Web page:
by Kendra James
There was one clear winner at the network Upfronts this year: DC Comics.
Yes, DC Comics a company that hasn’t managed to do much this year except piss off their fans, came from behind, hurdled over the teen barrier that is the CW network, and dominated the fall 2014 pilot season. Thanks to pickups on NBC, FOX, and the CW, DC (in part with Marvel’s presence on ABC) has managed to leave CBS as the only network without a show centered around superheroes.
Of course, with a demographic needle pointed exclusively at the 45 and older column and two more NCIS and CSI spinoffs headed our way, it’s possible CBS just doesn’t care. Not that CBS was the only network with a line of uninspired pickups for the fall season– there’s plenty more of that (and the full details of DC’s television takeover) under the cut.
By Guest Contributor Melissa Silverstein, orignally published at Women and Hollywood
The CW is a combination of the old WB and UPN. It’s a couple of years old and is jointly owned by CBS and Warner Brothers. If you were familiar with UPN you will know that a lot of their shows targeted African Americans like Everybody Hates Chris and Girlfriends, and the WB shows were more family oriented like The Gilmore Girls and Seventh Heaven.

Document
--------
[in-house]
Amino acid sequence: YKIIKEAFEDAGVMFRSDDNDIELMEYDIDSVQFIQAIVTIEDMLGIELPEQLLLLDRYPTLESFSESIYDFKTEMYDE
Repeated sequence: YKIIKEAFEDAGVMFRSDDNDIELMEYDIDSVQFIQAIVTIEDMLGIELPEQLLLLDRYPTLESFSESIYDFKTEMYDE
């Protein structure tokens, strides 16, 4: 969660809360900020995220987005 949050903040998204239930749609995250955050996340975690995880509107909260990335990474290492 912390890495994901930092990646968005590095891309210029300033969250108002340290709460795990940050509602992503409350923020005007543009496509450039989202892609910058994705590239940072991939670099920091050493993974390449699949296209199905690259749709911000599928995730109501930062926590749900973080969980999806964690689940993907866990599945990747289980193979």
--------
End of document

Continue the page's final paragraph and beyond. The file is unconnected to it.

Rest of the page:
When the two networks combined most of the shows targeted at African Americans went bye bye. But there was still The Game and Everybody Hates Chris. But the CW announced this winter that it was a) getting out of the business of half hour sitcoms, and b) focusing remaking shows from the 90s like Beverly Hills 90210 and Melrose Place that appeal to young white women aged 18-34.
The three-year-old television network is betting its future on the whims of young women, almost to the exclusion of everybody else. By designing a schedule that appeals to them, the CW hopes to build an identity where there really hasn’t been one in the three years that it’s been operating.
Mara Brock Akil, the creator of Girlfriends and its spinoff The Game, is trying a seldom used tack to keep her three year old show on the air. She’s going to pitch a remake of the show as an hour long dramedy to the network this week. According to the Hollywood Reporter:
…for “The Game,” such a transformation would actually make sense creatively. The Game” already plays like a half-hour comedy-drama, mixing the genres more than a traditional sitcom does.
I hope it works. I don’t really want BROADcast networks to be in the niche business and focusing only on these trendy remakes and Gossip Girl type shows.
“Game” creator pitching makeover to save show (Hollywood Reporter via Reuters)
The CW bets its future on young women viewers (AP)